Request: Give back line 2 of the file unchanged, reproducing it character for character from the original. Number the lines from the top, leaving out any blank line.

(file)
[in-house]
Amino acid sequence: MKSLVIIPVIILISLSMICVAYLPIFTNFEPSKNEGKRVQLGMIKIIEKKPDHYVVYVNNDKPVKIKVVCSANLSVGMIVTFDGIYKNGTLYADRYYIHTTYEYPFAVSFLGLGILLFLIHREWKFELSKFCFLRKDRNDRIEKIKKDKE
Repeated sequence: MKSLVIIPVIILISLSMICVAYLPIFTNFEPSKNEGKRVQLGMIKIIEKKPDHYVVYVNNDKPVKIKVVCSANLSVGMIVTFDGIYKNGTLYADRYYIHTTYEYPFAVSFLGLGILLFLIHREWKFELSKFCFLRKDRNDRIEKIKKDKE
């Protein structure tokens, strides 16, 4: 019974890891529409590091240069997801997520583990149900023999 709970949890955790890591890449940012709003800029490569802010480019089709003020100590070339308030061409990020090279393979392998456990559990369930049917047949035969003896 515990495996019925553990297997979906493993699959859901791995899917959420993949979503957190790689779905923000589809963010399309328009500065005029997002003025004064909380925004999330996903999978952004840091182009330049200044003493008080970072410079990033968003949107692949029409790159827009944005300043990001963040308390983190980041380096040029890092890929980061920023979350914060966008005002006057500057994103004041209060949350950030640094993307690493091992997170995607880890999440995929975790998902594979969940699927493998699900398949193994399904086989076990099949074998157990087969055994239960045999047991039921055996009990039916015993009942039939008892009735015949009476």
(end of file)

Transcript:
Amino acid sequence: MKSLVIIPVIILISLSMICVAYLPIFTNFEPSKNEGKRVQLGMIKIIEKKPDHYVVYVNNDKPVKIKVVCSANLSVGMIVTFDGIYKNGTLYADRYYIHTTYEYPFAVSFLGLGILLFLIHREWKFELSKFCFLRKDRNDRIEKIKKDKE